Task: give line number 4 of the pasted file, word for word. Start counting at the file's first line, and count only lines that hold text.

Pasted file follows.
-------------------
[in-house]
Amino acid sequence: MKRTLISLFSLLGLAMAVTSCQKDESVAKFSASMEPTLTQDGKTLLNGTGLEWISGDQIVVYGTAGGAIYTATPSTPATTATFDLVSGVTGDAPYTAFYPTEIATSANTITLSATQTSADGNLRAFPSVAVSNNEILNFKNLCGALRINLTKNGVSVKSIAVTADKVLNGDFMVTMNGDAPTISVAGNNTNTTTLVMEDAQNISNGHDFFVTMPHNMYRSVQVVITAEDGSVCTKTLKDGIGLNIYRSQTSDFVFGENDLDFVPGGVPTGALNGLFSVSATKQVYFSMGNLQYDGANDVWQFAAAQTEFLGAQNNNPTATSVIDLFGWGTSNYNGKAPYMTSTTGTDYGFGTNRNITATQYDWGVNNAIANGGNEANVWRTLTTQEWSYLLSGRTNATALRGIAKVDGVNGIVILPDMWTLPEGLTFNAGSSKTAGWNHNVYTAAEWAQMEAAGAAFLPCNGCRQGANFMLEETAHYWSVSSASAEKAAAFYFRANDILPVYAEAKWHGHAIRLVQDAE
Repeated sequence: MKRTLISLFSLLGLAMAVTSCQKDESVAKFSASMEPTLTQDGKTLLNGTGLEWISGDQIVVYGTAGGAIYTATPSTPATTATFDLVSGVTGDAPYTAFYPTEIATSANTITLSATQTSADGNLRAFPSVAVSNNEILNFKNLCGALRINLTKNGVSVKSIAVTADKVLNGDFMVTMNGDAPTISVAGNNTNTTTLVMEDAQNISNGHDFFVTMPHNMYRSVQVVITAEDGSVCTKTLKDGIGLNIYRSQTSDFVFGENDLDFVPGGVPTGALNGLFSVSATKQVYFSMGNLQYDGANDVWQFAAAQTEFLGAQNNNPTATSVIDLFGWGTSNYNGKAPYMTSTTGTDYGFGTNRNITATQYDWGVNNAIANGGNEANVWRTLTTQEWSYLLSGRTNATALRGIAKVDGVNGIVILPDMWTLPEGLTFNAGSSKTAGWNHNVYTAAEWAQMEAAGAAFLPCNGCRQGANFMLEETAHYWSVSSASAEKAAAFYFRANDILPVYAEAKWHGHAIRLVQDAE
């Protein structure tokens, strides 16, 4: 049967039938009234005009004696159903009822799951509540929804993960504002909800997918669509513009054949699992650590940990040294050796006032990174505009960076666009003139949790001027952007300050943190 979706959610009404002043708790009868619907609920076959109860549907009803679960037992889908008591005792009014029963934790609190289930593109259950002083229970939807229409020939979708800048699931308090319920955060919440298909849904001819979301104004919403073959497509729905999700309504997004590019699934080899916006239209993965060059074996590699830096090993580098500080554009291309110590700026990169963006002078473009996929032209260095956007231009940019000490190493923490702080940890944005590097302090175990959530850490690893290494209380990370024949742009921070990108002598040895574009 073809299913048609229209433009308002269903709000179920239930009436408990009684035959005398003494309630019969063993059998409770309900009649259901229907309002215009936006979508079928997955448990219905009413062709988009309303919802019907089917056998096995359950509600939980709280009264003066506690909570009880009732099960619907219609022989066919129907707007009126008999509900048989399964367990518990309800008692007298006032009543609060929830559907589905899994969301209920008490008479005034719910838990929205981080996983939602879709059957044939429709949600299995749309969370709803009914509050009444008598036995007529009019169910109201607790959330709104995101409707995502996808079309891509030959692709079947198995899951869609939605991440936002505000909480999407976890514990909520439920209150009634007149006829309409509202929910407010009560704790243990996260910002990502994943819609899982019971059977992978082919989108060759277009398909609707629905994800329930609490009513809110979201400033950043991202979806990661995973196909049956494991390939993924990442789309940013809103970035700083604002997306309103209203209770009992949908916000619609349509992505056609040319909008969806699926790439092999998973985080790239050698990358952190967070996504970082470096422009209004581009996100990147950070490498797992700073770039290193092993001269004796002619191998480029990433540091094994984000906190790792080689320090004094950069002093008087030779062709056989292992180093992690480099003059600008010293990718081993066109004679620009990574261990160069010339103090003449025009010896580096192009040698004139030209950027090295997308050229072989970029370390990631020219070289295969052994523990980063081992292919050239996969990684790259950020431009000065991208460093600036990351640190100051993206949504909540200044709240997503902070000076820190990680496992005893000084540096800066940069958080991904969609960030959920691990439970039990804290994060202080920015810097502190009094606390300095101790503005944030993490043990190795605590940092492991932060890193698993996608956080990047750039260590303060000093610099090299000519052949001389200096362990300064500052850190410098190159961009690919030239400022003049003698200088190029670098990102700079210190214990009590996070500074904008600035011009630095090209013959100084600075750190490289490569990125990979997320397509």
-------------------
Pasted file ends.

């Protein structure tokens, strides 16, 4: 049967039938009234005009004696159903009822799951509540929804993960504002909800997918669509513009054949699992650590940990040294050796006032990174505009960076666009003139949790001027952007300050943190 979706959610009404002043708790009868619907609920076959109860549907009803679960037992889908008591005792009014029963934790609190289930593109259950002083229970939807229409020939979708800048699931308090319920955060919440298909849904001819979301104004919403073959497509729905999700309504997004590019699934080899916006239209993965060059074996590699830096090993580098500080554009291309110590700026990169963006002078473009996929032209260095956007231009940019000490190493923490702080940890944005590097302090175990959530850490690893290494209380990370024949742009921070990108002598040895574009 073809299913048609229209433009308002269903709000179920239930009436408990009684035959005398003494309630019969063993059998409770309900009649259901229907309002215009936006979508079928997955448990219905009413062709988009309303919802019907089917056998096995359950509600939980709280009264003066506690909570009880009732099960619907219609022989066919129907707007009126008999509900048989399964367990518990309800008692007298006032009543609060929830559907589905899994969301209920008490008479005034719910838990929205981080996983939602879709059957044939429709949600299995749309969370709803009914509050009444008598036995007529009019169910109201607790959330709104995101409707995502996808079309891509030959692709079947198995899951869609939605991440936002505000909480999407976890514990909520439920209150009634007149006829309409509202929910407010009560704790243990996260910002990502994943819609899982019971059977992978082919989108060759277009398909609707629905994800329930609490009513809110979201400033950043991202979806990661995973196909049956494991390939993924990442789309940013809103970035700083604002997306309103209203209770009992949908916000619609349509992505056609040319909008969806699926790439092999998973985080790239050698990358952190967070996504970082470096422009209004581009996100990147950070490498797992700073770039290193092993001269004796002619191998480029990433540091094994984000906190790792080689320090004094950069002093008087030779062709056989292992180093992690480099003059600008010293990718081993066109004679620009990574261990160069010339103090003449025009010896580096192009040698004139030209950027090295997308050229072989970029370390990631020219070289295969052994523990980063081992292919050239996969990684790259950020431009000065991208460093600036990351640190100051993206949504909540200044709240997503902070000076820190990680496992005893000084540096800066940069958080991904969609960030959920691990439970039990804290994060202080920015810097502190009094606390300095101790503005944030993490043990190795605590940092492991932060890193698993996608956080990047750039260590303060000093610099090299000519052949001389200096362990300064500052850190410098190159961009690919030239400022003049003698200088190029670098990102700079210190214990009590996070500074904008600035011009630095090209013959100084600075750190490289490569990125990979997320397509």